Just the other day, I was on a bus and this little girl was trying her hardest to tell her mom about something exciting she had seen on her way to school. I was quite enjoying her excited chatter, and was very interested in what she had to say. But as she got around to explaining herself, she got distracted by someone who had passed by and her focus shifted in an instant.
To me, it was amusing and very cute how she was into her story and the next minute gave that same energy and zeal to a stranger. Her mother, on the other hand, was irritated. She snapped at the kid and made her shut up.
In my opinion, it was unnecessary and by the looks of it, my little friend was absolutely crushed that her mom didn’t want to hear her story. So, I did what I felt best: I turned around and said, “Hey, I was listening to you about your adventure… tell me more.” With that, her face brightened up instantly and she blushed and smiled and continued on with her story. To be honest, I had no idea what she was actually talking about, but she was so into what she was saying that I gave her my full attention. After a minute her mother says, “Okay, okay, enough
with the verbal diarrhea” and once again the child goes mute.
That experience was disheartening. Mostly because when I was younger, I probably had verbal diarrhea too, and that wasn’t my fault. I was very observant and I enjoyed talking about things that I saw and asking questions about things I did not understand. But just like the girl’s mother, numerous people swooped in and shut me up. They didn’t care about what I had to say or how I felt. To be well behaved meant to be quiet and that wasn’t me
and apparently that’s not a lot of small children.However, after being shut up for a long period of time, what you want to say doesn’t seem as important. Eventually, you figure that you can’t speak to anybody about how you feel or what you think because nobody wants to listen. So you fall into quietness, speaking only when spoken to, speaking only when in school, but only to people who want to have a conversation with you. Then at home, fall into silence one again because at home your opinion seems unwanted.
Soon enough, your speech becomes so limited that you start to dislike the sound of your own voice. You no longer want share your problems, concerns or interests because you feel like no one cares. In today’s world, it is absolutely important to understand the persons around you. As a parent, it is even more important to make a special effort to listen to your children and help them cultivate their opinions. Let them know that it is okay to talk to you, and that you’ll always be there to listen.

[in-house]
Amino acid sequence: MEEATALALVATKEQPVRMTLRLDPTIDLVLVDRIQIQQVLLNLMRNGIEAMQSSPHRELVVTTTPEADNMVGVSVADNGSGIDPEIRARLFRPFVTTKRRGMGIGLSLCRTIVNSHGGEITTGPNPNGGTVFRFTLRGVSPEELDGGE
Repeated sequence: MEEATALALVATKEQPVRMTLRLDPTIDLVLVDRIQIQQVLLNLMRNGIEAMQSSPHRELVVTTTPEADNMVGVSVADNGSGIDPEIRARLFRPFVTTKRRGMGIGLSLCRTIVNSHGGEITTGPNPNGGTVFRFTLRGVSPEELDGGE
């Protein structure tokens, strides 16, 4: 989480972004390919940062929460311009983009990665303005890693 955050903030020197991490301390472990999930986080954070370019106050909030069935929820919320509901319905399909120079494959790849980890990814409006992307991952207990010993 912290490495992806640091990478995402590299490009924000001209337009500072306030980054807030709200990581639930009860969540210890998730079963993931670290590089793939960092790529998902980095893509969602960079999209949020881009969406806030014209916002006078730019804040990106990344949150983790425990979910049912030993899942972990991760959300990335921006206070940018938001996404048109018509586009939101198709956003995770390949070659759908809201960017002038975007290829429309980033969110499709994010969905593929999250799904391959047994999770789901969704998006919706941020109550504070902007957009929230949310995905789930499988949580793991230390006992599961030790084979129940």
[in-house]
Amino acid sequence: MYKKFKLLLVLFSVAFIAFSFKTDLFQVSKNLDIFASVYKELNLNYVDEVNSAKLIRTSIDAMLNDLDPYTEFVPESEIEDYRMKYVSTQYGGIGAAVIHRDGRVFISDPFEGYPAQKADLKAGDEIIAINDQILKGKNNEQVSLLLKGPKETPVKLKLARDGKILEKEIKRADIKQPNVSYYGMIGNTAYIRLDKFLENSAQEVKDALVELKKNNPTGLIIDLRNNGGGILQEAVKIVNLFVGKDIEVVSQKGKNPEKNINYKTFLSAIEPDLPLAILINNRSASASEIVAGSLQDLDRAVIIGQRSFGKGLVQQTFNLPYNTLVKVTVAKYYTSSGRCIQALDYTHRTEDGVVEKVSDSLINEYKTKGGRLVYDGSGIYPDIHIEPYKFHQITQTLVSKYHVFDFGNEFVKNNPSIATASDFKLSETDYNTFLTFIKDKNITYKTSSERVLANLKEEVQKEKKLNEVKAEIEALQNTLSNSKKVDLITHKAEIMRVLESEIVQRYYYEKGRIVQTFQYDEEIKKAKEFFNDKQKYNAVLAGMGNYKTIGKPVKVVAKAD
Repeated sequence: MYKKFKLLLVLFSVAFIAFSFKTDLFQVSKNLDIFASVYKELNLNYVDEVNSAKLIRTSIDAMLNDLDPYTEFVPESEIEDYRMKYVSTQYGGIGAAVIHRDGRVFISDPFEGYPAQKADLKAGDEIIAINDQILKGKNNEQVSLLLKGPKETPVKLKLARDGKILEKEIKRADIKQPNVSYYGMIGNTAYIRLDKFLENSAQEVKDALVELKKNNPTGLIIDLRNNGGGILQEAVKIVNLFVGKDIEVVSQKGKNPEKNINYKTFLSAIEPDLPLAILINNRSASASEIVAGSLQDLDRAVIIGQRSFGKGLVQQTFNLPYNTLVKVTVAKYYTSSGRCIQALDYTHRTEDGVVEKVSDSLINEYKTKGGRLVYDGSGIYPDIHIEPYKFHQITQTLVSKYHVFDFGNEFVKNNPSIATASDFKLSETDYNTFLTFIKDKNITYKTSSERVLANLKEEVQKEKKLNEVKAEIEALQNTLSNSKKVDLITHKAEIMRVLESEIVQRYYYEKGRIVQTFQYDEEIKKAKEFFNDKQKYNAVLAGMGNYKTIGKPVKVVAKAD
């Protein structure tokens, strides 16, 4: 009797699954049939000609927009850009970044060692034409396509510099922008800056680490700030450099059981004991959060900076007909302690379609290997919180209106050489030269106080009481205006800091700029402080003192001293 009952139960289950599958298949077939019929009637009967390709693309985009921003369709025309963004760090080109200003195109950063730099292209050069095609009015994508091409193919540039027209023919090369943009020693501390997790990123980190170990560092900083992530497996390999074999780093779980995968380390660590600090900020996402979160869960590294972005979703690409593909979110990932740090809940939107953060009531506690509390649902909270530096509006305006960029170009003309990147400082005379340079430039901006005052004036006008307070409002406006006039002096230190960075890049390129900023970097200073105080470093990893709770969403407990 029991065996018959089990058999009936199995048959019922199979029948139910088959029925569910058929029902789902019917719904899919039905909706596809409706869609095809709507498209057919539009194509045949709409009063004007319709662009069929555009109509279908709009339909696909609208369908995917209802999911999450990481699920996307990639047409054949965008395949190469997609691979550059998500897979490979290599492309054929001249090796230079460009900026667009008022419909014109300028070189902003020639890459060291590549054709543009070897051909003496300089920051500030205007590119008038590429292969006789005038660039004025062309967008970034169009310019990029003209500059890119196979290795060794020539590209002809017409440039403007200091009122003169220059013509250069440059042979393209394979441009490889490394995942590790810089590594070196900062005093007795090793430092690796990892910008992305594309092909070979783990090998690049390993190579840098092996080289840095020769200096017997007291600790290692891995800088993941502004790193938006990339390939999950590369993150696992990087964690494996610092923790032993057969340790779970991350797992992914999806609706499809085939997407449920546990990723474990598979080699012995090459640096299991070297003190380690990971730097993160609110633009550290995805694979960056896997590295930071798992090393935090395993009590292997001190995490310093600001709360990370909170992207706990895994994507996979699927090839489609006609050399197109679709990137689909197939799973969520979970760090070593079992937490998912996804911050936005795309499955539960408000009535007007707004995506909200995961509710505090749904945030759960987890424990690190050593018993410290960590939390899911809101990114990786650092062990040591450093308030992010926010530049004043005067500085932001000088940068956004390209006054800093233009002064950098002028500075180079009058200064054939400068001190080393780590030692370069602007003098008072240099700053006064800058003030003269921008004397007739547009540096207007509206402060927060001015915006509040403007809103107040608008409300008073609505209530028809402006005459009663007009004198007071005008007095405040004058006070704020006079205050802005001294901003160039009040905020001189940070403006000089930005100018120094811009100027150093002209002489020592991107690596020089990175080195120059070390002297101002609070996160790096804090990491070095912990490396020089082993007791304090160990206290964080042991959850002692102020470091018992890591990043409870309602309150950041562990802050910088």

Once you’ve lost your voice, it takes a very long time to find it and forever to remove the bitter taste for all those who refused to listen and replace it with indifference and even longer to appreciate your thoughts and to seek no validation from anybody to determine their value.
Sad thing is; many kids aren’t able to do that. From such a small age we’re taught that what we think holds no value. It’s what our parents say or the highway. Yet, every little person I’ve met has had an opinion. They have their own feelings and their own problems. Yes, kids have problems, because life is full of it. We really need to stop telling them how to feel. If something makes them sad and they want to cry about it, let them cry. I mean, don’t we have enough angry adults moping around harboring childhood ill-feelings that they’ve never had the chance to express? Don’t we have enough adults who can’t express themselves properly? If we continue to shut our children up, they won’t communicate when we want them to.
By the time they’re teens, a lot of them will be long gone. So far gone, that they’ll be unrecognizable. Then you’ll justify your actions by giving a list of all that you have provided for them and backing that up with claims of how ungrateful they are for reacting the way that they have. Of course, you’ll take no responsibility as a contributor to your child’s negative behavior and slowly but surely, there will be an ocean of ill-feelings and unspoken words between you.
Word of advice, the most valuable thing you can give your child is time, not clothes or gadgets or money, but quality time. Just 15 minutes to 1 hour a day, with uninterrupted down time with your child can make a world of a difference. Not talking about anything stressful like homework and chores but about things that matter to them.
After school is over, and your child tries to talk to you, do you react in the same harsh disconnected way that your parents did? Or are you trying something different? Are you brushing away their feelings or are you embracing them and helping them to understand how they feel about a particular situation?
Yes, there must be discipline, and the plight of parenting isn’t an easy one, but it is necessary to take the steps needed to ensure that all of your child’s needs are met: physical, psychological, social and emotional. To be a proper, well rounded, functioning adult they need to know that you love them, and letting the TV be your babysitter, and ignoring their need for affection, self -actualization and respect is certainly the wrong way to go about it.